The activated form on vitamin D (1,25(OH)2D3) acts as a hormonal chemical messenger upon binding with vitamin D receptor (VDR) activating co-activator proteins and genomic binding sites within the cell nucleus. 1,25(OH)2D3 up-regulates the transcription and synthesis of several trans-membrane proteins, that are responsible for the absorption (TRPV5/TRPV6), transportation (Calbindin-D) and removal of Ca2+ from the cell ( PMCA1b, NCX1 and NCKX3). Vitamin D3, is the primary regulator for all duodenal epithelial Ca2+ trans-membrane proteins (Fig 4.).
Image sourced from: http://www.biochemsoctrans.org/
Fig 6. Overview of duodenal epithelial Ca2+ transport.
(1) Extracellular calcium influx into cytosol, via channel proteins TRPV5 and TRPV6. Calci-trophic hormones diffusing through the plasma membrane. (2) Intracellular regulation of Ca2+ influx by cytosolic pH and Ca2+ mechanisms influencing ion channnels.(3) Up-regulation and trafficking of new trans-membrane proteins TRPV5 and TRPV6 to the plasma membrane.(4)Ion channel regulation by other associated proteins.
(A)The binding of Ca2+to calbindin-D at the ion channel entry point to act as a buffer for cytosolic Ca2+ concentration and shuttling of Ca2+ to the basolateral membrane.(B)Alteration of trans-membrane ion channels by Klotho enzyme.(C )Possible regulation of ion channel activity by BSPRY via negative feedback of 1,25(OH)2D3.Vitamin D3 has been shown to not only act in the traditional hormonal sense of altering gene expression, but also been shown to be responsible for other rapid “pre-genomic” cellular responses associated with calcium regulation.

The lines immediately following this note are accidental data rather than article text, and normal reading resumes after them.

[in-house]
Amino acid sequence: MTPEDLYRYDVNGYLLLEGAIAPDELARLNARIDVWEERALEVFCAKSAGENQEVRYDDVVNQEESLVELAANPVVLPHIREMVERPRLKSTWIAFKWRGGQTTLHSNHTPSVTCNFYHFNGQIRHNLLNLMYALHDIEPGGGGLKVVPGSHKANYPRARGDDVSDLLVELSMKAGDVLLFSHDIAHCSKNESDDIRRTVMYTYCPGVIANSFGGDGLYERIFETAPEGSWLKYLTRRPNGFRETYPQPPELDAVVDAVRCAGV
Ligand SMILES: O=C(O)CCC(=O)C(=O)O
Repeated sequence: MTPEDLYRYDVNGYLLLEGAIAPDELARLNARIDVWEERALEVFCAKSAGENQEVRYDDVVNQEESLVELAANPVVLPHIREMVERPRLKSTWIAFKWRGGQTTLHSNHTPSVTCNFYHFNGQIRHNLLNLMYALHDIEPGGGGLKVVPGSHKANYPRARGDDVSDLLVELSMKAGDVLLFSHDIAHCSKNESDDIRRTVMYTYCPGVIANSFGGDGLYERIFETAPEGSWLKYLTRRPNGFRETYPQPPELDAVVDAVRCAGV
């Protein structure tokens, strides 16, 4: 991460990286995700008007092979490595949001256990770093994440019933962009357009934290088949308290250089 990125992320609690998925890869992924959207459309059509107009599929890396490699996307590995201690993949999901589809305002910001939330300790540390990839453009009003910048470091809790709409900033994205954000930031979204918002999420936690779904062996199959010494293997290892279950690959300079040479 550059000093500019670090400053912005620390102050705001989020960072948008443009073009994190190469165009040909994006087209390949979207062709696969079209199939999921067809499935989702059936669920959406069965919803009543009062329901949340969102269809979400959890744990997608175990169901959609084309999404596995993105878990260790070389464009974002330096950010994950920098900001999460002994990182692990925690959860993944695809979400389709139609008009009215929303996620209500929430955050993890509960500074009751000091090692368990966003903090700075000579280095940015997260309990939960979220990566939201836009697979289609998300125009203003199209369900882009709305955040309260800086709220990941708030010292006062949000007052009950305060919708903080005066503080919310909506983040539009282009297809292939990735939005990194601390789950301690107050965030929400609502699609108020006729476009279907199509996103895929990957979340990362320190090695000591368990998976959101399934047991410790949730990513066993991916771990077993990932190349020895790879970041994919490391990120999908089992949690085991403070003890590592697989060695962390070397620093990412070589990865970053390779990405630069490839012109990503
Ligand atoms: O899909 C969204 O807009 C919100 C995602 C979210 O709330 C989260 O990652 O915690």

Studies using VDR knockout mice (VDR -/-), identified that 1,25(OH)2D3 could still have an effect on the absorption and metabolism of Ca2+ without the need for VDR bound 1,25(OH)2D3 up-regulation of plasma membrane proteins (Doroudi, Chen, Boyan, & Schwartz, 2014) . The role of 1,25(OH)2D3 rapid responses and cell dsignalling pathways is still being fully determined and their exact contribution to calcium homeostasis (Doroudi et al., 2014; Doroudi, Schwartz, & Boyan, 2015).
The 1,25(OH)2D3 receptor protein disulfide isomerise 3 (Pdia3) located in the caveolae of the extracellular plasma membrane, when activated by 1,25(OH)2D3, activates phospholipase A2 activating protein (PLAA).
PLAA binding to Pdia3, initiates a complex signalling cascade from the PLAA – Pdia3 complex to involving the intracellular proteins, Ca2+/ Calmodulin-dependent protein kinase II(CaMKII), phosopholipase A2 (PLA2), phosholipase C (PLC) protein lipase (PLC) and mitogen activated protein kinases (MAPK)(Doroudi et al., 2014). This mechanism of controlling cellular influx of calcium is not completely understood and continues to be studied for its regulatory role in Ca2+ dependent pathways (Doroudi et al., 2015).
Fig 7. 1,25(OH)2D3 rapid response cell signalling pathway
Diagram illustrating the signalling cascade associated with rapid response cell actions to the binding of 1,25(OH)2D3 to Pdia3 receptor in extracellular cavaeloa regulating Ca2+ intake into the cytosol. This signalling pathway is still not fully understood, but is theorized that it regulates cellular Ca2+cellular concentrations, cell differentiation and apotosis.
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- Paul Dunn